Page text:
Obama 'deeply troubled' by Iran unrest

June 15, 2009 at 10:03 PM
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WASHINGTON, June 15 (UPI) -- U.S. President Barack Obama said Monday he is "deeply troubled" by violence in Iran amid charges the country's presidential election vote count was rigged.

Speaking at the White House late Monday, Obama weighed in publicly for the first time on massive demonstrations and associated violence taking place in Iran in reaction to the government's announcement that President Mahmoud Ahmadinejad had been re-elected Friday.

"Obviously all of us have been watching the news from Iran," Obama said. "And I want to start off by being very clear that it is up to Iranians to make decisions about who Iran's leaders will be; that we respect Iranian sovereignty and want to avoid the United States being the issue inside of Iran, which sometimes the United States can be a handy political football -- or discussions with the United States.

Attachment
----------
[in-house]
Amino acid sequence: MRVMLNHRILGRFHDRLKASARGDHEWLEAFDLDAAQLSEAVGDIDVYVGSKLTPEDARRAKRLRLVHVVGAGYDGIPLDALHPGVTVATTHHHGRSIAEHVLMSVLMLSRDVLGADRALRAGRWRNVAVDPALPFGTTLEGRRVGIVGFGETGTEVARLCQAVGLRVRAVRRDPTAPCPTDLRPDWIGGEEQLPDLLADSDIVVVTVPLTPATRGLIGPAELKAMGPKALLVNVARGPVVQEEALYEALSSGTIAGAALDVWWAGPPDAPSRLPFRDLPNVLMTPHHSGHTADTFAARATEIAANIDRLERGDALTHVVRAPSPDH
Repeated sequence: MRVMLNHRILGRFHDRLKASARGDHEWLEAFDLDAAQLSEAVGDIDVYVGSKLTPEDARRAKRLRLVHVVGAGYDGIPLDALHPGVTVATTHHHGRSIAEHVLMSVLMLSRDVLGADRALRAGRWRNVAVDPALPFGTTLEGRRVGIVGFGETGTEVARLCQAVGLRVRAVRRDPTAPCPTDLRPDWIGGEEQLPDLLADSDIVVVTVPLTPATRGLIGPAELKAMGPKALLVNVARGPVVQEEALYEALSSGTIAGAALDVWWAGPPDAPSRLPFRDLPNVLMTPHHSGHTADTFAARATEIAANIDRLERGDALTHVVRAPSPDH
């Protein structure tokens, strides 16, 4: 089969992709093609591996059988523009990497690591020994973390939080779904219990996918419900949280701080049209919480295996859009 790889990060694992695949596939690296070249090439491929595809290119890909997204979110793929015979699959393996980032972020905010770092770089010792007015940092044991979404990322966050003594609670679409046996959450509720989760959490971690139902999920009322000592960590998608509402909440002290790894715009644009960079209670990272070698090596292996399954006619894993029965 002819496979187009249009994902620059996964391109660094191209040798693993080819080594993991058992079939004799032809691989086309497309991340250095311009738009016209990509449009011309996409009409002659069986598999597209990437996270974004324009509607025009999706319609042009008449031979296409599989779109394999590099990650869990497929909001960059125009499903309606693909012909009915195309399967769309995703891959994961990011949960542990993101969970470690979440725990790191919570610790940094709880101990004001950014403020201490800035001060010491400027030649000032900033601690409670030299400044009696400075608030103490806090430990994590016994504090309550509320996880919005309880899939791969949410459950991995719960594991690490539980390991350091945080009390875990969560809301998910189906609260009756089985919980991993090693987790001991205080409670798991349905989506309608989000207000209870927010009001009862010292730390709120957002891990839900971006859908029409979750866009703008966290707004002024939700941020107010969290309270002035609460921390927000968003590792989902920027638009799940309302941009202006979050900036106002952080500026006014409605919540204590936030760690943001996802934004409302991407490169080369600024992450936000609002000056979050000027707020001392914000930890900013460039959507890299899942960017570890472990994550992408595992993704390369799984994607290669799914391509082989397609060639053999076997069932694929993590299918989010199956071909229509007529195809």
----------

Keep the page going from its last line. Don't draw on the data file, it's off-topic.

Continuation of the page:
"Having said all that, I am deeply troubled by the violence that I've been seeing on television."

Noting that Iranian Supreme Leader Ayatollah Ali Khamenei has ordered a review of what Obama called "regularities that have taken place," the president said, "We weren't on the ground, we did not have observers there, we did not have international observers on hand, so I can't state definitively one way or another what happened with respect to the election."

He said there "appears to be a sense" among some Iranians "who now feel betrayed" but he said the government in Tehran should handle the matter "in a way that is not resulting in bloodshed and is not resulting in people being stifled in expressing their views."

The aftermath of Iran's presidential election has complicated Obama's diplomatic overtures to Tehran, observers said. Obama has indicated a willingness to re-establish a diplomatic relationship with Iran.

As the Iranian government cracked down on public demonstrations and reportedly detained dozens of opposition leaders, Vice President Biden said Sunday on NBC's "Meet the Press" he had "doubts" about the election returns, and would withhold comment until a more rigorous review takes place.

One senior White House official told The Washington Post the Iranian election was "always going to be hard. ... The fact is that there is clearly a debate going on among Iranians about Iran. It is not about us."

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